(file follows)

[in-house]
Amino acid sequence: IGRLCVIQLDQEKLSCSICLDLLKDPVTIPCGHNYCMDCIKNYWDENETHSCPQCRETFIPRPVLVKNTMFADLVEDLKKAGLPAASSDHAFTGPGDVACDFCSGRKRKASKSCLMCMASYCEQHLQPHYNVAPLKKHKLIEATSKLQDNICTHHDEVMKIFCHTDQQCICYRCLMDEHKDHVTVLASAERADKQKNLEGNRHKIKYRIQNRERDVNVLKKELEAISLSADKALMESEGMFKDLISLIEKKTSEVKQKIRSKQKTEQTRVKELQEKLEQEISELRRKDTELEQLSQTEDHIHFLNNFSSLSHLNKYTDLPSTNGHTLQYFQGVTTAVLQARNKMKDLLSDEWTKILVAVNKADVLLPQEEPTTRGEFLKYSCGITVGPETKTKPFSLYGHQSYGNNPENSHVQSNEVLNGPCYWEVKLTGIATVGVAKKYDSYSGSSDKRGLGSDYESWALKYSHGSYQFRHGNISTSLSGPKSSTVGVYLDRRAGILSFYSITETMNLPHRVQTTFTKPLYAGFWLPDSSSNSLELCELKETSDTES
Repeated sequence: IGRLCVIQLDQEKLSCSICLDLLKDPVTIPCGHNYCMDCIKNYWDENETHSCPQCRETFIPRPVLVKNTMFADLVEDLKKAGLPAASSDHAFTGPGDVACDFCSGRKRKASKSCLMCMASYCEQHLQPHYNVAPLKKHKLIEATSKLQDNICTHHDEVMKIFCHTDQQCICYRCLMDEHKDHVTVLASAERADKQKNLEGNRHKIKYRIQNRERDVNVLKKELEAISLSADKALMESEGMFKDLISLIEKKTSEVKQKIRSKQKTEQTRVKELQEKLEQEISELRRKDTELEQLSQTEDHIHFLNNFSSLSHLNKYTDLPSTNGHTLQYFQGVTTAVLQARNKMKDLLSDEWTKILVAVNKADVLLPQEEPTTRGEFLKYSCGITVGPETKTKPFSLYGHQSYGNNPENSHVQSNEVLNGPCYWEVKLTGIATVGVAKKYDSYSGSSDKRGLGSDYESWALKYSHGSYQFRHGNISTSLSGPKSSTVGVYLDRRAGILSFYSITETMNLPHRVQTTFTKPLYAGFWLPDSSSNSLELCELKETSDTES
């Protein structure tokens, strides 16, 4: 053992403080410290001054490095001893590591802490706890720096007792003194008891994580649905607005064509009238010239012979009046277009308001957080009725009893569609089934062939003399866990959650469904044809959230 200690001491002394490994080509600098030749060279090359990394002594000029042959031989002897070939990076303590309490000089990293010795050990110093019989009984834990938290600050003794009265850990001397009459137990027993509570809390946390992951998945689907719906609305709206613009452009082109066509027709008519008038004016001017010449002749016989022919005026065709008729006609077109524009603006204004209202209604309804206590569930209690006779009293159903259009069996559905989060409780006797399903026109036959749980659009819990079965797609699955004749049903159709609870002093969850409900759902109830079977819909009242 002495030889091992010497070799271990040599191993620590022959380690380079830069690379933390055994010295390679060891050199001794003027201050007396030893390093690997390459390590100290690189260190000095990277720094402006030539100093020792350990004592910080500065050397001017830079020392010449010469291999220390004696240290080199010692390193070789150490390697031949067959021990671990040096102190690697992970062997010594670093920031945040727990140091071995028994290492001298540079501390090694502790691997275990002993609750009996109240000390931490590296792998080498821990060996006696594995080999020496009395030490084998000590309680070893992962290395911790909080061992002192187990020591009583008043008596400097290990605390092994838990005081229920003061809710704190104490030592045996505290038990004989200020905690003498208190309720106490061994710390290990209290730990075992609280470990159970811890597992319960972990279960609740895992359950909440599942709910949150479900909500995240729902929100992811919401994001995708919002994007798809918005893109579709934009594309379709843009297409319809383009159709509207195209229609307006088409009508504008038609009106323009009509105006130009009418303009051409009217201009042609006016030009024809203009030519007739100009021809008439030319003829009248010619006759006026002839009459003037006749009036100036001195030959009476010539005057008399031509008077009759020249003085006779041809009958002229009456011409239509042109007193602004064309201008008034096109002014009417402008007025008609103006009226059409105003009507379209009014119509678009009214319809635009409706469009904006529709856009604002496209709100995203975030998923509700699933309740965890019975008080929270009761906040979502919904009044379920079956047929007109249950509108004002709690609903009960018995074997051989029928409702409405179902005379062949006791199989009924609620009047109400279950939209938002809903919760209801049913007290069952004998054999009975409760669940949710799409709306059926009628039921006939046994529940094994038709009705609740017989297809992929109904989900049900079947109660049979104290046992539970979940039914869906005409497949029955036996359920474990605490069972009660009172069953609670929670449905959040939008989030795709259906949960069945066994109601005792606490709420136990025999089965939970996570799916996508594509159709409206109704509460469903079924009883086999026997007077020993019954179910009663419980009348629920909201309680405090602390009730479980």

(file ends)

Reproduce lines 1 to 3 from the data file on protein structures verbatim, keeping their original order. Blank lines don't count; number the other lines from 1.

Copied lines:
[in-house]
Amino acid sequence: IGRLCVIQLDQEKLSCSICLDLLKDPVTIPCGHNYCMDCIKNYWDENETHSCPQCRETFIPRPVLVKNTMFADLVEDLKKAGLPAASSDHAFTGPGDVACDFCSGRKRKASKSCLMCMASYCEQHLQPHYNVAPLKKHKLIEATSKLQDNICTHHDEVMKIFCHTDQQCICYRCLMDEHKDHVTVLASAERADKQKNLEGNRHKIKYRIQNRERDVNVLKKELEAISLSADKALMESEGMFKDLISLIEKKTSEVKQKIRSKQKTEQTRVKELQEKLEQEISELRRKDTELEQLSQTEDHIHFLNNFSSLSHLNKYTDLPSTNGHTLQYFQGVTTAVLQARNKMKDLLSDEWTKILVAVNKADVLLPQEEPTTRGEFLKYSCGITVGPETKTKPFSLYGHQSYGNNPENSHVQSNEVLNGPCYWEVKLTGIATVGVAKKYDSYSGSSDKRGLGSDYESWALKYSHGSYQFRHGNISTSLSGPKSSTVGVYLDRRAGILSFYSITETMNLPHRVQTTFTKPLYAGFWLPDSSSNSLELCELKETSDTES
Repeated sequence: IGRLCVIQLDQEKLSCSICLDLLKDPVTIPCGHNYCMDCIKNYWDENETHSCPQCRETFIPRPVLVKNTMFADLVEDLKKAGLPAASSDHAFTGPGDVACDFCSGRKRKASKSCLMCMASYCEQHLQPHYNVAPLKKHKLIEATSKLQDNICTHHDEVMKIFCHTDQQCICYRCLMDEHKDHVTVLASAERADKQKNLEGNRHKIKYRIQNRERDVNVLKKELEAISLSADKALMESEGMFKDLISLIEKKTSEVKQKIRSKQKTEQTRVKELQEKLEQEISELRRKDTELEQLSQTEDHIHFLNNFSSLSHLNKYTDLPSTNGHTLQYFQGVTTAVLQARNKMKDLLSDEWTKILVAVNKADVLLPQEEPTTRGEFLKYSCGITVGPETKTKPFSLYGHQSYGNNPENSHVQSNEVLNGPCYWEVKLTGIATVGVAKKYDSYSGSSDKRGLGSDYESWALKYSHGSYQFRHGNISTSLSGPKSSTVGVYLDRRAGILSFYSITETMNLPHRVQTTFTKPLYAGFWLPDSSSNSLELCELKETSDTES